research projects

Our group is focused on optical MEMS and nanoplasmonic techniques for biomedical imaging and sensing applications. Here are some selected examples for our on-going projects.

Ultrathin Array Camera (UAC) for Multifunctional Biomedical Imaging (NRF 2016~2023)

For more than one decade, our group have actively worked on biologically inspired photonic cameras or illumination devices (K. H. Jeong et al. Science 2006, J. J. Kim et al. PNAS 2012 & Nano Letters 2016, D. Keum et al. Light: Science & Applications 2018 etc.). Recently, we have successfully demonstrated parasite (Xenos peckii)-eye inspired ultrathin cameras for high resolution and high contrast imaging, which has been published in journal Light: Science & Applications 2020. In this project, we are developing assorted functional imaging via ultrathin arrayed camera for biomedical applications

Digital Coded Raman Spectroscopy for Liquid Biopsy (KMDF 2020~2022)

For the past decade, our group (biophotonics lab at KAIST) have actively developed plasmonic SERS for small molecule assays for neurotransmitters (SMALL 2011 and 2015, Advanced Materials 2012, ACS Nano 2017), which have been very well-known for low Raman active molecules. The current limit-of-detection of primary neurotransmitters such as dopamine, GABA, and serotonin still remain at nano-molar level, even if all the state-of-the-art engineering techniques such as nanoplasmonics or nanofluidics are incorporated. Recently, our group have demonstrated digital coded Raman spectroscopic techniques (Nature Communications 2021). Our results have successfully achieved exceptionally high SNR (>103x) as well as attomole detection of rarely Raman active neurotransmitters. We are currently working on commercializing and miniaturizing digital coded RS system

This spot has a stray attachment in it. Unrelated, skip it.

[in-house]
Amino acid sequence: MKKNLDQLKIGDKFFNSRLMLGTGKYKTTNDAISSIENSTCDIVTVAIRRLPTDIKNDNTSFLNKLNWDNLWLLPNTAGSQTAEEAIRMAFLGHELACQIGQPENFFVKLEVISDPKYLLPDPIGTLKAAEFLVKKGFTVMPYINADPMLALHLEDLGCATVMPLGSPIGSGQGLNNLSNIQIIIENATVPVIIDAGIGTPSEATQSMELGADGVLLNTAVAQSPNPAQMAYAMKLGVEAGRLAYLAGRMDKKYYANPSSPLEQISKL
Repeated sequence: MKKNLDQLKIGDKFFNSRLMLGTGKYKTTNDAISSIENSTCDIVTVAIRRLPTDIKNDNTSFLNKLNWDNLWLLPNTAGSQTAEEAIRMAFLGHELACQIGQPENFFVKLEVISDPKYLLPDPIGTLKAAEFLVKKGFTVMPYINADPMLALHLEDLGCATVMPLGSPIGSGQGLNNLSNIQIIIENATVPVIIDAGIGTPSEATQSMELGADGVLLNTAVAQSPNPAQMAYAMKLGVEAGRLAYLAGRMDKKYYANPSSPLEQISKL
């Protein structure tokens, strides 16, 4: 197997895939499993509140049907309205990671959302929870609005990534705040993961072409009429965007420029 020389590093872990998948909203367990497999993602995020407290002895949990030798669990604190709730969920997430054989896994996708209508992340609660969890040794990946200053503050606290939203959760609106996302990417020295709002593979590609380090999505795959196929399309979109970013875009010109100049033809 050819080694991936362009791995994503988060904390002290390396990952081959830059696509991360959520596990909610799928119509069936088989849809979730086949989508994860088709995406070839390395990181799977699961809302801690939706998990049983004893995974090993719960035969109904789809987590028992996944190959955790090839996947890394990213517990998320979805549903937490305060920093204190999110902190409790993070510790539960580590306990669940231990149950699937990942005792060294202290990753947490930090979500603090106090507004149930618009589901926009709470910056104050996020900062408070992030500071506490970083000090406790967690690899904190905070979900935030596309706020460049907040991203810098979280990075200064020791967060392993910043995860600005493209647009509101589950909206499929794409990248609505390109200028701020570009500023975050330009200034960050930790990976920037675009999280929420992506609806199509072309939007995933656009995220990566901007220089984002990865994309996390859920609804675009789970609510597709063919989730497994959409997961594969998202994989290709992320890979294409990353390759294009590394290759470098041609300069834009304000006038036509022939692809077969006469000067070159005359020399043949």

Point-of-Care Ultrafast Plasmonic PCR (KAIST COVID19x NEWDEAL Project 2020~2021)

Conventional benchtop qPCR system based on the Peltier effect has a long turnaround time of PCR for more than one hour, and their false negative results remarkably extend the diagnostic waiting time for multiple tests. Recently, photothermal PCR can serve as an outstanding candidate for reducing the amplification time due to rapid and noncontact light-to-heat conversion. Recently, our group have demonstrated nanoplasmonic PCR using nanoplasmonic pillar arrays with white LED (ACS Applied Materials & Interfaces 2020, ACS Nano 2021). Our PF-PCR chip provides high capabilities for ultrafast (~5 min for 40 cycles), portable (14 mm x 26 mm x 4 mm) and real-time PCR system with low LED source power (~2 W) and high amplification efficiency (>90%), which fully satisfies clinical POC diagnostics. We are currently working on commercializing ultrafast PCR for point-of-applications